JK: Who came up with the idea or ordering a particular drink triggering an effect?
BK: I believe that was a Kyle idea, and a great one. I did name a good portion of the drinks, but some of them just wrote themselves like HippopotoMai-Tai.
I like a lot of the effects we did at Grog Grotto, because we had a budget to really have fun. I love the Shrunken Zombie Head effect in Orlando. The drink doesn't have any effect in Anaheim. As a non-drinker, I usually have an off-menu Gorilla Grog.
JK: The only complaint I have heard is that the locations seem too small to accommodate everyone who wants to go there.
BK: I think this complaint falls into an overall thought that we as Disney were introducing people to Tiki Bars. The majority of people who came through Sam's doors had never been in a tiki bar in their life, and they've told me this. So I think the complaint of size comes from the fact that nobody is used to Disney building a tiny space.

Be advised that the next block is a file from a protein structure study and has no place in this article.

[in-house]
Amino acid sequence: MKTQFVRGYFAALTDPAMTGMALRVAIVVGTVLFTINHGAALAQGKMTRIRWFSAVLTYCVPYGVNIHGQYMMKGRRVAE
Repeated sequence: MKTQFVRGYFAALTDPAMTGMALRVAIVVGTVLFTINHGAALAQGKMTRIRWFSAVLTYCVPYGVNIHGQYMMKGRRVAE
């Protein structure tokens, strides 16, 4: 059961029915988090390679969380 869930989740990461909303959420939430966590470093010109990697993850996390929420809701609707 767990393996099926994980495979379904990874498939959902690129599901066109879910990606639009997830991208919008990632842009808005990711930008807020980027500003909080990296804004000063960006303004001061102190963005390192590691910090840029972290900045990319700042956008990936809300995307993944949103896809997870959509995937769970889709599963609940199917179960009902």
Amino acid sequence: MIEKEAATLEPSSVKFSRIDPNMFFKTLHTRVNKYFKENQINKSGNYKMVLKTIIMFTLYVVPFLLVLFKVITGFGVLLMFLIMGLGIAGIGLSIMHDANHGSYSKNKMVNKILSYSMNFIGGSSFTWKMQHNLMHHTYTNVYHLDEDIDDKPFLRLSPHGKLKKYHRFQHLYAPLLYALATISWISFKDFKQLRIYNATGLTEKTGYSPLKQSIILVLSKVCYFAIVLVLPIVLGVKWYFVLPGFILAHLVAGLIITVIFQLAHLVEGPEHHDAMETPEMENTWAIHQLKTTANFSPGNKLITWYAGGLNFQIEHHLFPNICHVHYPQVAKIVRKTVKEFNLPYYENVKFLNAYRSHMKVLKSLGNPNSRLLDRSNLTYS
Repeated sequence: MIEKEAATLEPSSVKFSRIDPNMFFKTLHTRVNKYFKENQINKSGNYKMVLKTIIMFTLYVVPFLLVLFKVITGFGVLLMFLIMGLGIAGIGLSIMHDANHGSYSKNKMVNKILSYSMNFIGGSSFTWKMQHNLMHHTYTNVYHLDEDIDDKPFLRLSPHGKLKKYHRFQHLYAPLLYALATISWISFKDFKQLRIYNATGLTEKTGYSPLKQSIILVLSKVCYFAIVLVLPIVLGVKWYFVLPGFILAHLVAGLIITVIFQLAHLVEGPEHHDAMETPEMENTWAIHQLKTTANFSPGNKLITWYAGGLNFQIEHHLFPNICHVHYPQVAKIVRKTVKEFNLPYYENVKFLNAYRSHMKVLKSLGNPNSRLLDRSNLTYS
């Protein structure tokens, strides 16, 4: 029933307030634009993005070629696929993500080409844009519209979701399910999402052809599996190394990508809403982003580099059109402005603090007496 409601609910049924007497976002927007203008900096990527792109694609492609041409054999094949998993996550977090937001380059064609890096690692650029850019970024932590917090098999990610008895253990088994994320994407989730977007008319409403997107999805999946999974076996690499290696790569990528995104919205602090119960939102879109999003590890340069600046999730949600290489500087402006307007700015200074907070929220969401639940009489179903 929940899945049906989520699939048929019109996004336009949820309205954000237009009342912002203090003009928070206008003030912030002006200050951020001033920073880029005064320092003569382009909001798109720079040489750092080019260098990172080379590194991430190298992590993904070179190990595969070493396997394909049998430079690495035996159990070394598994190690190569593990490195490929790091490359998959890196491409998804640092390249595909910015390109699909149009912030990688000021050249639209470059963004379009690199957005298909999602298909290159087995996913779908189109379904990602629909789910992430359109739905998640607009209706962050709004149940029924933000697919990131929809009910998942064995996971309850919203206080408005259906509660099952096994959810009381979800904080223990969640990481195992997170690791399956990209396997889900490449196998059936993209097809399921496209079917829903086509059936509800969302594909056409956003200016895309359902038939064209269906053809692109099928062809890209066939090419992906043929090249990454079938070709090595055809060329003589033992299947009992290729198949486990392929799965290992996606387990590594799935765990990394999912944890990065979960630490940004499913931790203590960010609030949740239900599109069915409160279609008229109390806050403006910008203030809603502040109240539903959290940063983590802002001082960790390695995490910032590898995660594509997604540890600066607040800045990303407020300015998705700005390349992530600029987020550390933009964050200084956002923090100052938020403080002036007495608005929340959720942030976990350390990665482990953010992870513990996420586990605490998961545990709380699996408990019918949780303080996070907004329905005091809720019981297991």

We did that because we had no choice. The space in Anaheim came out of a corner of Hook's Pointe, the restaurant there before. We didn't build a new space; it was repurposed. Same thing in Orlando. I was there one day and noticed an empty arcade, so I took photos and sent it to Kyle and said here's the Florida location. So again, we didn't build something new; we repurposed the Arcade space.
On the flip side of that, Tiki Bars are small; they always have been. Look at Tiki Ti in Los Angeles. Even some of the more recent "big" locations are still small and tight. It is an intimate experience and that is what we created. Part of the magic is that it literally looks like a tucked away, hole-in-the-wall Tiki bar. The size I think is fun and when you're in, the camaraderie and inclusion is a lot like Adventurers Club and everyone belongs.